Representative Authors

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Last Updated on May 5, 2015, by eNotes Editorial. Word Count: 1605

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T. S. Eliot (1888–1965)
Thomas Stearns Eliot was born in St. Louis, Missouri, on September 26, 1888. He attended Harvard, the Sorbonne and Oxford, studying philosophy and writing a dissertation on the logician F. H. Bradley. While in college, Eliot began writing poetry, but in 1908 he discovered French Symbolist poetry and his whole attitude toward literature changed. Ezra Pound read some of Eliot’s poetry in the 1910s and immediately decided that Eliot would be a member of his own literary circle. Pound advocated for Eliot with Harriet Monroe of Poetry magazine and got Eliot’s poem “The Love Song of J. Alfred Prufrock” published in that journal in 1915. Eliot had settled in London at the same time, and married the emotionally unstable Vivian Haigh-Wood. Eliot struggled to make a living, working as a teacher and later at Lloyd’s Bank until 1925.

In 1922 Eliot broke through with his brilliant and successful poem “The Waste Land, ” although the manuscript of the poem demonstrates that Ezra Pound played a large role in the editing of the poem. “The Waste Land” brought Eliot fame and a place at the center of the burgeoning modernist movement. For the rest of the 1920s and 1930s, Eliot used his fame and his position as editor of a prominent literary journal (The Criterion) and as managing editor of the publishing house Faber & Faber to argue for a new standard of evaluating literature. In critical essays and his own poetry, he denigrated the romantics and neoclassicists and celebrated Dante and the Elizabethan “metaphysical” poets. He argued for the central role of “Tradition” in literature and downplayed the cult of individual genius created by the romantics.

For the remainder of his life, Eliot occupied the role of literary elder statesman. He continued to produce poems such as the Four Quartets but was never prolific. He became the very model of the conservative, royalist, High Church English gentleman. He died January 4, 1965, the very embodiment of the literary establishment.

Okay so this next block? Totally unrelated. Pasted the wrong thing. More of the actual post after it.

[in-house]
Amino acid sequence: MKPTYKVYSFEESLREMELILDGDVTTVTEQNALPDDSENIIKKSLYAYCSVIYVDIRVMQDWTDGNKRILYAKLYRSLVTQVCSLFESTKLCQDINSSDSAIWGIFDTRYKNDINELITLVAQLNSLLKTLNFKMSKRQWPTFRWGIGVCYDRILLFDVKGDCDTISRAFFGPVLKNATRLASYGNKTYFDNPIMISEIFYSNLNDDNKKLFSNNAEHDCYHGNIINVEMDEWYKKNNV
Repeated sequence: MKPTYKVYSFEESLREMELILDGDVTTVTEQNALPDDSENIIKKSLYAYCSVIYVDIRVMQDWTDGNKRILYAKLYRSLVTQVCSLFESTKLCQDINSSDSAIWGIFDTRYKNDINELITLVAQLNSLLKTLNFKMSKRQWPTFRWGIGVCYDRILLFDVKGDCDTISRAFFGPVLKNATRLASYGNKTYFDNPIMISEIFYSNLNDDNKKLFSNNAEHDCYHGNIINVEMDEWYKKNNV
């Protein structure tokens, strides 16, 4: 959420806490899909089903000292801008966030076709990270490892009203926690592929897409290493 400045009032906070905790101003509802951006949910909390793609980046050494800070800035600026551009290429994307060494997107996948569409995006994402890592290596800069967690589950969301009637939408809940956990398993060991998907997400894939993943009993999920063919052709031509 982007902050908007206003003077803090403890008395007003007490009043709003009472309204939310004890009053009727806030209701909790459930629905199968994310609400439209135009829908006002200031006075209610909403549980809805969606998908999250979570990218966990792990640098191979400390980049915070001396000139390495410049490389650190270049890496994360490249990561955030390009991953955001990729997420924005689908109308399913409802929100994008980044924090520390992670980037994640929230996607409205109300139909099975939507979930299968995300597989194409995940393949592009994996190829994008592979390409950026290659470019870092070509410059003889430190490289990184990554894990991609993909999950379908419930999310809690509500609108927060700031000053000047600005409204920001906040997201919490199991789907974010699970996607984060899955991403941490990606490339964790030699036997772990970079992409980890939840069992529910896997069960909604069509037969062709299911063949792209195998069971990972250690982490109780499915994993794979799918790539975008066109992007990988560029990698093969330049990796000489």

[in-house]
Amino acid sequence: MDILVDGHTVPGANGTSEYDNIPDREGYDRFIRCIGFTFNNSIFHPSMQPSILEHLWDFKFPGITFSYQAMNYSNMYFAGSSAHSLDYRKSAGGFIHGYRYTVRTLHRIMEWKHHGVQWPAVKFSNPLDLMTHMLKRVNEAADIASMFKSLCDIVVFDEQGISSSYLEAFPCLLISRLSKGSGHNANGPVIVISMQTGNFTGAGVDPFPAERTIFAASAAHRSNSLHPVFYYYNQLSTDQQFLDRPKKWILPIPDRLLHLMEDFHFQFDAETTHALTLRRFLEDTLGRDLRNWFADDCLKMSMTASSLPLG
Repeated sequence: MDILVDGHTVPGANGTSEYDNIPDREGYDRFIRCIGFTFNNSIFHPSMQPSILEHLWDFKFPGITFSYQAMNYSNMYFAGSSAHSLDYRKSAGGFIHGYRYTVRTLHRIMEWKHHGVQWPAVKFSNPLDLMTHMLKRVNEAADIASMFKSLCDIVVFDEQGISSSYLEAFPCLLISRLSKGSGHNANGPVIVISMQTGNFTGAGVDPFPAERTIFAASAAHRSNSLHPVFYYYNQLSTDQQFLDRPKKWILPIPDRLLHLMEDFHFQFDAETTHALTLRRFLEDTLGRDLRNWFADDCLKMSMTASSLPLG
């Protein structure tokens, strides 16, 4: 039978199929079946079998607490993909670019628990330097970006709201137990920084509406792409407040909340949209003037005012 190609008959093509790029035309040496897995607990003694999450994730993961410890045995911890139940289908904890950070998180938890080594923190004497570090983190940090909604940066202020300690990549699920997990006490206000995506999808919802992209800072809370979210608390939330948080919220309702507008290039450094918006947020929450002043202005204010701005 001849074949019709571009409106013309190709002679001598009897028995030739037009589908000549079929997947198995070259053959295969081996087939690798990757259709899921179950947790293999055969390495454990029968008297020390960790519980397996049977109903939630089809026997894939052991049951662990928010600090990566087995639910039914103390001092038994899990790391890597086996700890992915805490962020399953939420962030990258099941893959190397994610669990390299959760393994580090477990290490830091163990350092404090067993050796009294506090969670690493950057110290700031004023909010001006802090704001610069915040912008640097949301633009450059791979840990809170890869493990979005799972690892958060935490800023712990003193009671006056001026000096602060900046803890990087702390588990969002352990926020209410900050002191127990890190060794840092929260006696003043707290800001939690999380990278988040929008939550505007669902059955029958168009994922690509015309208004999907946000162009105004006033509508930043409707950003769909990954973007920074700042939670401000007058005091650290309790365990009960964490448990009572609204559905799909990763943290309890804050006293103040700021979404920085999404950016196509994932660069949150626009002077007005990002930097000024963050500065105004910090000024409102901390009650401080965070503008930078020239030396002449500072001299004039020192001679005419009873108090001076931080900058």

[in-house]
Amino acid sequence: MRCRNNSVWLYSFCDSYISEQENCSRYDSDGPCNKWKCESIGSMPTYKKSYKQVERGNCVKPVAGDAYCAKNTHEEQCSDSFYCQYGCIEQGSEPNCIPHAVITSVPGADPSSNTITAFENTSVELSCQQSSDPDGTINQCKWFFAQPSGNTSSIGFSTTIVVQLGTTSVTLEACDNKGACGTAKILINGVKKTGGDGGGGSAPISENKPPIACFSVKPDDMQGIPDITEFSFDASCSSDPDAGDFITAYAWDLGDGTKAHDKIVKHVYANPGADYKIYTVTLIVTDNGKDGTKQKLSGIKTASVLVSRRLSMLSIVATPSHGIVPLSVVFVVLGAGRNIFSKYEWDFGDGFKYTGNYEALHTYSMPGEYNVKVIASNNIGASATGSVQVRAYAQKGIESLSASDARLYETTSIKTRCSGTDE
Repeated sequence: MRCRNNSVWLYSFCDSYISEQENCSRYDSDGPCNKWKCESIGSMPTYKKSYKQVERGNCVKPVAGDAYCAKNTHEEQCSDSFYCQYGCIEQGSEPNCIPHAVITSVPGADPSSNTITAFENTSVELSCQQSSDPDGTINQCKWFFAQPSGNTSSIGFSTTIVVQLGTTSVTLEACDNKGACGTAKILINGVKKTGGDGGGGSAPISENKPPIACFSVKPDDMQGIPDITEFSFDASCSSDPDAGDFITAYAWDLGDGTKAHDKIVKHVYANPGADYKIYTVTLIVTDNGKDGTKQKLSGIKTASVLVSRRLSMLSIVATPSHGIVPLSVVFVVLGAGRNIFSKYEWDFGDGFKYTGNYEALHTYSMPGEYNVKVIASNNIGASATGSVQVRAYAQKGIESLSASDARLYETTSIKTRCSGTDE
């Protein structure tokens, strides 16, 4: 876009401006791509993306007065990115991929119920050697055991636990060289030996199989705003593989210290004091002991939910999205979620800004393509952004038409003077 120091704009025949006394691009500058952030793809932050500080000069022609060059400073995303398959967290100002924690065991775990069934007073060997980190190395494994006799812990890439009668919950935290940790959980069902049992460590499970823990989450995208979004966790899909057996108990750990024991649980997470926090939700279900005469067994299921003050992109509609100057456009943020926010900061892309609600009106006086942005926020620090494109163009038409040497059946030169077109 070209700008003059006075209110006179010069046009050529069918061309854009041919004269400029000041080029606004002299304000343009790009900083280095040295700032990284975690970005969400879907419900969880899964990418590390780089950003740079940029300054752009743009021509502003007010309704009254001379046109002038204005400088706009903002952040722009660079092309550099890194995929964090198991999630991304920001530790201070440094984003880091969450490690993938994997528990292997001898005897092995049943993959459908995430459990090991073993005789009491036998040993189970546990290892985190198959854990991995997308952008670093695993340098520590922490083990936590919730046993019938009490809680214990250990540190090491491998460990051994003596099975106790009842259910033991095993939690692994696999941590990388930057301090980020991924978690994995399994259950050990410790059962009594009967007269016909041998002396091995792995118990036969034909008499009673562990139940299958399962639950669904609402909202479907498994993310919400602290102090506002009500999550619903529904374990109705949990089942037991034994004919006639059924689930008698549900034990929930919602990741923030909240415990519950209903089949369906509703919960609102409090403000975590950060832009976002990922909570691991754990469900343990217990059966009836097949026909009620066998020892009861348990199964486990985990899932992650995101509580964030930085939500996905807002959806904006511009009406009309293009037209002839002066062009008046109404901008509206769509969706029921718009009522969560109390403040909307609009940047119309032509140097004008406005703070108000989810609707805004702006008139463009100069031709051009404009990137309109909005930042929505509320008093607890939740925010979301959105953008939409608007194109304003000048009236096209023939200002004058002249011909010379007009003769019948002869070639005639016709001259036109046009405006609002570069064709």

William Faulkner (1897–1962)
William Faulkner was born in New Albany, Mississippi, on September 25, 1897, to a family with deep Mississippi and Confederate roots. He grew up in Oxford, Mississippi, and briefly attended the University of Mississippi before leaving the state to seek his fortune as a writer. Settling briefly in New Orleans, Faulkner came under the tutelage of Sherwood Anderson and published his first book, The Marble Faun, a collection of short stories, in 1924. In 1929 he published the novel Sartoris, his first work set in the fictional Mississippi county of Yoknapatawpha. Others followed, including his masterpieces The Sound and the Fury and As I Lay Dying.

In the 1930s and 1940s, Faulkner received a great deal of critical attention for his works, but he never obtained the kind of financial success that he sought. Attempting to remedy this, he wrote two sensationalistic books (Sanctuary and Requiem for a Nun) and briefly moved to Los Angeles to work as a screenwriter in Hollywood. Faulkner died on July 6, 1962, in Byhalia, Mississippi.

James Joyce (1882–1941)